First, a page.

This assumes you are running mapnik-python version 2.0. If you are using an earlier version (0.7) of mapnik and mapnik-python, you will need to import mapnik, rather than mapnik2 [2]. There are obviously other differences between the earlier and later versions of mapnik, however, for the most part, things are forwards compatible and the code here will work without change once the import is correct.

The included settings file is set up to use Postgis as the database. I don't believe anything Postgis-specific is used in the code, however, so any spatial database backend should work (again, being able to work through the Django GIS tutorial is probably both necessary and sufficient).

To do a setup from scratch (assuming Postgis for the first step), I ran the following steps, in order:

  1. Create the GIS-aware database: createdb -T template_postgis imaginary_lands. Assumes you already have template_postgis created as per Geodjango setup instructions.

  2. python syncdb --noinput to do the basic model creation. This will load an initial fixtures file to create an admin user. The username and password for this user are both "admin" (without the quotes).

  3. python import_lands and python import_adventures to load initial shape data into the GIS models.

  4. Create the GeoTiff version of the base map (only the PNG version is checked in):


    This is a shell script that uses some GDAL utilities to make the conversion (Windows users may need to find an equivalent alternative).

You then need to start both the Django development webserver and a local Mapnik server. Start the Mapnik server by:

cd map_server

That will launch the server on port 8001. Start Django's development server with the usual:

python runserver

You can now browse to http://localhost:8000/ to see the island map with a few features enabled (try zooming in or panning around), or http://localhost:8000/admin/ to view the same data in the admin interface, with the imaginary island base map, instead of the normal world map.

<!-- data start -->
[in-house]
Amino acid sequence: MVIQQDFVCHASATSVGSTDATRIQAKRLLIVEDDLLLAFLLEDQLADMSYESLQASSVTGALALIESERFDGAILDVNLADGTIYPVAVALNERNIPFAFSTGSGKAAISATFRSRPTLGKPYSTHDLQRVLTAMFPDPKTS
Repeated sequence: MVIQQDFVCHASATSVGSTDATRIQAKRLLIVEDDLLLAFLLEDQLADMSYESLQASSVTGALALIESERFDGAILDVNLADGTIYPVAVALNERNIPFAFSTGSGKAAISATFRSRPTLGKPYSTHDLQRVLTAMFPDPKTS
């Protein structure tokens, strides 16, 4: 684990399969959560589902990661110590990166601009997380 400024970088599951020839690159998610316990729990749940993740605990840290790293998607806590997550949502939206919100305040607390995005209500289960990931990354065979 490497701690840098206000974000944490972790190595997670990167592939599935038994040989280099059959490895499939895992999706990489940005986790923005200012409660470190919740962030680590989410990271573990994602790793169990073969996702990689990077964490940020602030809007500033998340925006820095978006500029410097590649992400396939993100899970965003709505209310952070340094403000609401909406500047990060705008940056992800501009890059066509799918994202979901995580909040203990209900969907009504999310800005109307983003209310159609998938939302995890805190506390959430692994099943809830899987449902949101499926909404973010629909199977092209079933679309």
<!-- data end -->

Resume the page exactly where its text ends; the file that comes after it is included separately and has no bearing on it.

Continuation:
Navigating the code

Hopefully the code is written and commented clearly enough that somebody familiar with Django can follow along. I have tried to write in a non-throwaway style, so any code you see here is how I would do something in production.

The standalone Mapnik server configuration is all in the map_server/ directory. The only piece that is particular to a local development installation is Otherwise one would do a normal mod_wsgi installation (for example) to call in a production environment.

The lands/ and adventure/ directories are two small Django apps that purely manage the GIS data. Have a look at the models there, as well as the data import scripts in lands/management/commands/ and similarly in the adventure/ directory. Fairly standard GeoDjango import techniques being used there. Also note the files in both directories and how the overrides to use my imaginary map is set up via utils/ Each directory contains a data/ subdirectory that contains the raw shape files that are imported into GeoDjango. You can inspect those with tools like ogrinfo, as described in the GeoDjango tutorial.

The interface/ directory contains the main HTML-generating view, as well as the views that are called by OpenLayers to populate the data (it's the web interface for the data). These would be a fair bit more fleshed out in a "real world" application, but they are correct for the small-scale operation here. The javascript code in interface/templates/interface/simple.html is also a key part of this functionality.

Best of luck!

Malcolm Tredinnick (Sydney, Australia)

[1] I have no direct experience with either platform. However, a credible source wrote to say that installing Mapnik and Python bindings on Windows XP, SP2 was "a breeze."
[2] In Mapnik 2.1, the Python module will again be called mapnik. Then mapnik2 name was to allow 0.7 and 2.0 to be run in parallel for a while.